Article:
A column written by me appears in this week’s South End News.
Defeated Columbus Center is an orphan with a thousand fathers
South End News
An opportunity to stitch back together a deep tear in the urban fabric was lost with the failed Columbus Center project, the proposed $800 million, mixed-use complex to be built on decks constructed over the Massachusetts Turnpike. After 11 years of fits and starts, it appears to have fallen victim to its own lethargy, as much as anything else. It seems unlikely the development will ever be built.
How could this possibly happen? How could a project that was so far along in the process unravel at the last minute, after construction had already started?
There is plenty of blame to spread around, beginning with the company that first proposed the development.
It looks as though Arthur Winn and his WinnDevelopment never secured the money needed to complete the project. According to published reports, the developer missed two deadlines earlier this year by which it was supposed to have proved to the Massachusetts Turnpike Authority that it had raised $500 million (it did prove it had at least half that). But, trouble was brewing long before then.
Back in 1996, the developer proposed a subsidy-free project, but soon after it received its first approvals, it began reaching out for taxpayer money. Meanwhile, its financing began to fall apart. Major investor Anglo-Irish Bank withdrew more than $500 million in commitments as early as 2006. The next year, the real estate subsidiary run by investment partner CalPERS (now “owner of record” on the project and “leasee” of the Turnpike air rights lease) threatened to pull out unless the state guaranteed public assistance. In early 2007, the developers came to the state asking for help; but by April 2008, they hit a brick wall, failing to make it to round two in their quest for a $10 million MORE (Massachusetts Opportunity Relocation and Expansion) grant. Not long after, MassHousing, the state’s affordable housing agency, withdrew its promise of another $20 million. When asked, the city of Boston, which had already committed $14 million in incentives and tax credits, said, “No more.”
Meanwhile, at the same time it was knocking on doors in search of funds, the developer faced a rapidly increasing budget, due to rising labor and material costs. The project had an estimated cost of $300 million when it was proposed in 1996, but that has ballooned to the now estimated $800 million. It sure didn’t help things when the credit crisis hit the commercial markets and residential real estate sales imploded.
If Mr. Winn had been able to pull things together, it would have been possible to ignore the constant drone of complaints from a small but vocal group of residents, neighbors and politicians, and we wouldn’t be having this conversation. But, he didn’t, it wasn’t, and we are.
The Columbus Center was more than just “luxury condos.” It would have included a grocery store, daycare center, parking, and new parks – the result of promises extorted from the developer during the more than 130 public meetings held throughout the neighborhood over the past 10 years. In the final analysis, our friends and neighbors asked for too much – their constant meddling unnecessarily prolonged the approval process to the point it became economically unfeasible to build.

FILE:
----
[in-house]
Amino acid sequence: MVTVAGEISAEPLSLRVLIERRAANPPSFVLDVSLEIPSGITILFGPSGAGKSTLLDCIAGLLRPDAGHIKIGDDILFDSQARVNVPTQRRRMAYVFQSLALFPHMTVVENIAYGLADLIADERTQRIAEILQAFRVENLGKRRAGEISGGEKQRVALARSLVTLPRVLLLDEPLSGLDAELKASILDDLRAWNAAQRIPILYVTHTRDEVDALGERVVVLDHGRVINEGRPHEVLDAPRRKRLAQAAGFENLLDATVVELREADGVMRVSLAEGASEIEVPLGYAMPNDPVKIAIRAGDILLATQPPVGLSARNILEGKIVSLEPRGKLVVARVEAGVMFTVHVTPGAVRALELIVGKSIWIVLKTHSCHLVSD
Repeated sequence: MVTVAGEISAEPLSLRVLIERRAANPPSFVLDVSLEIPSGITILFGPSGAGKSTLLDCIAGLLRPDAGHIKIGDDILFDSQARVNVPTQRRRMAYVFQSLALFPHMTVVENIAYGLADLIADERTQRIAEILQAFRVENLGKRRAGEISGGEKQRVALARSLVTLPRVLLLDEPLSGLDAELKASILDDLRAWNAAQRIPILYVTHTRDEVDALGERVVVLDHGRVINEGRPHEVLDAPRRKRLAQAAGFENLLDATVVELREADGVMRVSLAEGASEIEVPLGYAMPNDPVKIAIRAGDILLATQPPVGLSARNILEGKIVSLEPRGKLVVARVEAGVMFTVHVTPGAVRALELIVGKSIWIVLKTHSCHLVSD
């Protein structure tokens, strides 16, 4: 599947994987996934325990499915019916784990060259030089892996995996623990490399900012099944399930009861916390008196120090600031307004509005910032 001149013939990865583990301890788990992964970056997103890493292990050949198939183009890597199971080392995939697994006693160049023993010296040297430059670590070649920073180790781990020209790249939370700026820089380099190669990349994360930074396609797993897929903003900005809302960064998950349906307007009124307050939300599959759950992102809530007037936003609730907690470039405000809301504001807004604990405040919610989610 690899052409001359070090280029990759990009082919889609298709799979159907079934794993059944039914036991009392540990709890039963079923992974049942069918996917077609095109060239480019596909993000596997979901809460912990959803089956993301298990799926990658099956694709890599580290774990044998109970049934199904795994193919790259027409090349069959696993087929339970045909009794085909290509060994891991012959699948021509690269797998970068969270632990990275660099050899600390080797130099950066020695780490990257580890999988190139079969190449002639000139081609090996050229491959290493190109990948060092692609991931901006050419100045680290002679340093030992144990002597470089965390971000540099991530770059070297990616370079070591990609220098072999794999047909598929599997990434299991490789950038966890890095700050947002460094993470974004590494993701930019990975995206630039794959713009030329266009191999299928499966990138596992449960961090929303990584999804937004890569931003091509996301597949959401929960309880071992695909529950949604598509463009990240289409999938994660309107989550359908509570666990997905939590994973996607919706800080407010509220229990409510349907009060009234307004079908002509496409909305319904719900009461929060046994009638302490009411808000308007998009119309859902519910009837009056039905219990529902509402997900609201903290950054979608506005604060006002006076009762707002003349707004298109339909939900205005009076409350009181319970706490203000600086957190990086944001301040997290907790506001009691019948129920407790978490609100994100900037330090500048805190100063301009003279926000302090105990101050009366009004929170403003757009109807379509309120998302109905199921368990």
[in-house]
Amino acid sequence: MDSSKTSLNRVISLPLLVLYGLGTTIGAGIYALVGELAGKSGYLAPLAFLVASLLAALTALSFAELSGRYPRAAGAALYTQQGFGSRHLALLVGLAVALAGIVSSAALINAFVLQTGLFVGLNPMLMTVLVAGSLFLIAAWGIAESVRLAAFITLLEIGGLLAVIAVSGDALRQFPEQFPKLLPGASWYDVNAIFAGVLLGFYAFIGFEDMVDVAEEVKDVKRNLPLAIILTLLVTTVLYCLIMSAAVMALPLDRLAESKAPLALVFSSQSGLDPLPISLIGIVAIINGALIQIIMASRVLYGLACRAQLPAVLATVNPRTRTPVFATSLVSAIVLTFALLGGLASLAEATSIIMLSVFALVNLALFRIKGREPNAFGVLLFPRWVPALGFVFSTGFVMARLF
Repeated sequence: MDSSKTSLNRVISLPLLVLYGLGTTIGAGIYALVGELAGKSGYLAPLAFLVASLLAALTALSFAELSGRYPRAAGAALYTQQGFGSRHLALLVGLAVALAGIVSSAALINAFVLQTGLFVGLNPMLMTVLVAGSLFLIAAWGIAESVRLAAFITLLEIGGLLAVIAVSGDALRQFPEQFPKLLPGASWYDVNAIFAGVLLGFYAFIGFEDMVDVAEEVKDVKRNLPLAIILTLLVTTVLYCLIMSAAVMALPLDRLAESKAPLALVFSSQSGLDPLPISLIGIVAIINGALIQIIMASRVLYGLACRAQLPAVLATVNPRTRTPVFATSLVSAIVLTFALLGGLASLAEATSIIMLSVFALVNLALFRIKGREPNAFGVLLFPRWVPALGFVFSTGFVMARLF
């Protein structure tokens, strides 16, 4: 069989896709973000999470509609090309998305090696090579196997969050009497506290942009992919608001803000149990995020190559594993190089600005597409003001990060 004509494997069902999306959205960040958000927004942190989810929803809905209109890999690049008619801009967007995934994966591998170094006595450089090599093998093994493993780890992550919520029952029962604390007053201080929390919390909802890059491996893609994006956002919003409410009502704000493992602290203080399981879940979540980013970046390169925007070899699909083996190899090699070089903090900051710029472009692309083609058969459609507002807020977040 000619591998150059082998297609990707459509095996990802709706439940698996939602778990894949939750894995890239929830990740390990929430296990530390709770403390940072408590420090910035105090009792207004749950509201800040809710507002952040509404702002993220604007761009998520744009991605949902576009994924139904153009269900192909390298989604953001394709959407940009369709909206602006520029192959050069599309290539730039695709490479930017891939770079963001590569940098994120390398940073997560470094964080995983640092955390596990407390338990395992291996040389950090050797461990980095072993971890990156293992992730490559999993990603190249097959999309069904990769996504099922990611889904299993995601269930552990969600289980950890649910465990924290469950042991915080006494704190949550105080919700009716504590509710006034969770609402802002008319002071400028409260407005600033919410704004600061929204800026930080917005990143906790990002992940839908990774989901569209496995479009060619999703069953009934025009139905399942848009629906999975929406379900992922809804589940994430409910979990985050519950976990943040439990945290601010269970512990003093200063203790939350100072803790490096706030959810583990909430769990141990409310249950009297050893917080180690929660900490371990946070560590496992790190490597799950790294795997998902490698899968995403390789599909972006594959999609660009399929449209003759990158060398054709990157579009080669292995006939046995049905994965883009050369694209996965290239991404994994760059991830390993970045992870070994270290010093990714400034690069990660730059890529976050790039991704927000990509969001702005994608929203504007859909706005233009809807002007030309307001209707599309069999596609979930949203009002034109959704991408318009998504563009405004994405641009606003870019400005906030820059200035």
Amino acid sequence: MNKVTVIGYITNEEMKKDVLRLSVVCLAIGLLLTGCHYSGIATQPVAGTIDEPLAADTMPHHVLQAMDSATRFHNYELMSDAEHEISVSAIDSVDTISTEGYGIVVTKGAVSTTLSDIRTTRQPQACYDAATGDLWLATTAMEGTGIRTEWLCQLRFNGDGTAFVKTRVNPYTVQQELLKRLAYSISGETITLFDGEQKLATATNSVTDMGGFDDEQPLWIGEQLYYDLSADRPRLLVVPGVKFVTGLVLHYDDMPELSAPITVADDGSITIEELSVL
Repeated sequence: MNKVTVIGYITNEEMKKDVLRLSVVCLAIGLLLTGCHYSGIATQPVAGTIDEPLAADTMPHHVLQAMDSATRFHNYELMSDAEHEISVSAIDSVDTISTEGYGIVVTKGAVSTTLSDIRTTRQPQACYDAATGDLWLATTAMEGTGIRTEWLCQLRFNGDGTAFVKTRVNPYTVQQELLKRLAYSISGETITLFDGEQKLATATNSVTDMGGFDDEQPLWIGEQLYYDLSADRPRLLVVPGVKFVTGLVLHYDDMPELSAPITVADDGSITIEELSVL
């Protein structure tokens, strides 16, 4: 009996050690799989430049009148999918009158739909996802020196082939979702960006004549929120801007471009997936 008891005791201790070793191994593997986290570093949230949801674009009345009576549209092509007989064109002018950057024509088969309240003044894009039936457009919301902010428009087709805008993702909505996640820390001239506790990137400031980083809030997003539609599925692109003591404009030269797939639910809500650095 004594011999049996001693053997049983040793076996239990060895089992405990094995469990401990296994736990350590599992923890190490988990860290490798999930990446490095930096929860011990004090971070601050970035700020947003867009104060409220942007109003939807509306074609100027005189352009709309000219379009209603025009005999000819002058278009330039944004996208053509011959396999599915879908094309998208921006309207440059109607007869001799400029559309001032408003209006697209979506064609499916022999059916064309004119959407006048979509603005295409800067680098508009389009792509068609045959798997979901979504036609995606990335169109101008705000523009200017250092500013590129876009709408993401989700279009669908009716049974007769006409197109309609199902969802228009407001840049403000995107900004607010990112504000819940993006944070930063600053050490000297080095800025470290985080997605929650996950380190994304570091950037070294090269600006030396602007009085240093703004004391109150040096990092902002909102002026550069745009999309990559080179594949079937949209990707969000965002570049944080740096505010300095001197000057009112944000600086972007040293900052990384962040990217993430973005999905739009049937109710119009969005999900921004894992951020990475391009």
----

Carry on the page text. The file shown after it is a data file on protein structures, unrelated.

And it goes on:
Blame also lies at the feet of our local elected officials. House Speaker Salvatore DiMasi, South End State Representative Byron Rushing and Back Bay State Representative Marty Walz each spoke out against public financing for Columbus Center, in effect dooming its chances to move forward. Ironically, at the same time they were expressing astonishment at the very idea of public funds going to a private company, they were supporting legislation that handed out millions (actually, billions) of dollars in subsidies to other projects across the Commonwealth.
For example, Reps. DiMasi and Walz approved $60 million in state spending and incentives to help “persuade” drug company Bristol-Myers Squibb to move to Massachusetts. They’ve both heaped praise on the Massachusetts film-credit incentive program, which the Department of Revenue estimates has cost the state $120 million over the past three years. And just this spring, all three voted in favor of the $1 billion life sciences bill, which authorizes $500 million in borrowed capital spending, an additional $250 million in grants, and another $250 million in tax incentives.
Yet, when it came to helping out someone in their own backyard, our representatives defied logic and suddenly clammed up and clamped down. It’s all well and good to argue against public subsidies on principle, but don’t pull it out as an excuse only when it’s politically expedient or personally beneficial.
What have residents lost, as a result of the project’s failure? Property tax revenues (eventually; the city had promised forgiveness of much of it during the first years), jobs, homes, parks, parking spaces and the conveniences of local shops, for starters. In addition, WinnDevelopment would have been required to include affordable-housing units as part of any new construction or make a significant financial payment into the city’s low-cost housing fund. These community benefits are all gone.
But, this is all water under the bridge, or decks, as it were. I, for one, have given up on the project. One small request, though. Mr. Winn, don’t feel any rush to clean up your construction site; please leave it as is – an enduring testament to the lost chances and broken dreams that define the development process in Boston in the 21st century.